I’m not Scottish but I do enjoy the occasional wee bit of their whiskey. Back in the 1960s I had the excellent fortune of spending three months in Scotland, courtesy of the US Navy and I totally fell in love with the land and the people. We were the first American war ship to enter the harbor of Greenock, Scotland since the end of WWII and we were greeted as saviors. The hospitality and warmth of those people will always be appreciated and never forgotten.
Recently my wife and I, for the second time in recent months, spent an evening at The Paxton Theater, home of Ohio’s oldest country music jamboree. For fifty years now the Paint Valley Jamboree in Bainbridge, Ohio has staged country music programs most Saturday nights of the year. Earlier this year the Paxton changed hands and the new owners have poured their hearts and wallets into rejuvenating the building and upgrading the technical aspects of what modern music requires; better lights, better sound system, improved acoustics, and much improved aesthetics.
New Orleans’ Grandpa Elliott is one of my favorite musical legends. For several years now he has been touring the world as part of the Playing for Change band. P for C recently released an album of Grandpa’s music and made available this video of Down by the Riverside.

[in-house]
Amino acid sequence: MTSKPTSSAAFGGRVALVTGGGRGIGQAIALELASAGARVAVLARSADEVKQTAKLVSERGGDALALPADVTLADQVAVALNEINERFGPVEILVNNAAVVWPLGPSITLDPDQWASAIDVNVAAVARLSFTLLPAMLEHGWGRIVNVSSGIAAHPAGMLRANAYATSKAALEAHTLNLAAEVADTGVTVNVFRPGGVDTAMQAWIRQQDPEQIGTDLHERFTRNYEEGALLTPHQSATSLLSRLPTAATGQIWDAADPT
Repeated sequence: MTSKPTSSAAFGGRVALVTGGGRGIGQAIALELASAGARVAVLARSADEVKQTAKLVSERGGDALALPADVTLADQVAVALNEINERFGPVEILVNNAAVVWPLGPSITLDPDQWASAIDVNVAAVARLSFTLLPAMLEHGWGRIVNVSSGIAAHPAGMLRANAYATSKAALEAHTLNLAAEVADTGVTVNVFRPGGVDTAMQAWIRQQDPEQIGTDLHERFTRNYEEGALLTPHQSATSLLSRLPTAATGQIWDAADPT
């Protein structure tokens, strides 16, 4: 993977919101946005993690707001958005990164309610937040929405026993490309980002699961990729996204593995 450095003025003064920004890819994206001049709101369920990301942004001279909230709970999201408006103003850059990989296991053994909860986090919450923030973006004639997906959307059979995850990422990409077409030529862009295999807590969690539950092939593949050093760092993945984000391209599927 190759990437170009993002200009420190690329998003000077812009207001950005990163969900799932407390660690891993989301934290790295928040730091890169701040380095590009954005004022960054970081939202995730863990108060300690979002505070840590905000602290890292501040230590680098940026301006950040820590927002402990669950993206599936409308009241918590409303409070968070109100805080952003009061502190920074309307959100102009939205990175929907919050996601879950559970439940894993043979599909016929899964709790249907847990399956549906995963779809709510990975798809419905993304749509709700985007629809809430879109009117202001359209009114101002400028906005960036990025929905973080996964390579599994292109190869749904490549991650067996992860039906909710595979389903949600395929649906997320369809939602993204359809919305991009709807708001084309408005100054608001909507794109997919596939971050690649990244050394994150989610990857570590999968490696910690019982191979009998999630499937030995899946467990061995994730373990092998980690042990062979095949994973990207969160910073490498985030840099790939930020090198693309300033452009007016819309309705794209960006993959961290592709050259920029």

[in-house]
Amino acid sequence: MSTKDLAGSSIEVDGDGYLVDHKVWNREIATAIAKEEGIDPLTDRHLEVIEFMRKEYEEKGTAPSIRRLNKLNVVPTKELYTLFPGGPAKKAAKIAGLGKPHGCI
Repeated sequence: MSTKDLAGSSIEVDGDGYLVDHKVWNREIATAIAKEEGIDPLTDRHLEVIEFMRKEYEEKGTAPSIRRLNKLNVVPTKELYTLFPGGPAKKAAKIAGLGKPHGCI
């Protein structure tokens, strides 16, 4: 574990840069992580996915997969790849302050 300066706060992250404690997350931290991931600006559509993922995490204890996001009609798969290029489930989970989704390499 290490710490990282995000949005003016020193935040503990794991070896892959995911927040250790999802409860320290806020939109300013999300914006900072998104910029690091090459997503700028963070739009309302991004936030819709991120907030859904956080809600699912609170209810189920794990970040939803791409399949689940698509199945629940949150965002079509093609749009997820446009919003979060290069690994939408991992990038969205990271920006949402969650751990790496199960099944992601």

I’m currently taking an online course via the University of North Carolina on Southern folklore traditions. It’s a free course offered through an organization called Coursera and this is the fourth session I’ve enrolled in. Most of the offered courses offer the option of earning a certificate but I just proctor the lectures and take the quizzes just for the heck of it.
The professor who is teaching my folklore class titles himself as a folklorists and has done something in his life I’ve always kicked myself for not doing. Early on he took the time and effort to record the people and characters he met along life’s road. Armed with a decent movie camera and recording equipment he filmed many of the old timers from whom he learned life’s lessons. He has films and audio recordings of a well-known local auctioneer of his boyhood days in rural Mississippi, a local black preacher delivering a Sunday sermon in the call and response tradition of the black church, young black boys verbally competing with derogatory lines about each other’s family and friends, and many performers rooted in the traditions of storytelling, field chants, country music and the blues. Without this man’s efforts so much cultural richness would have been lost forever.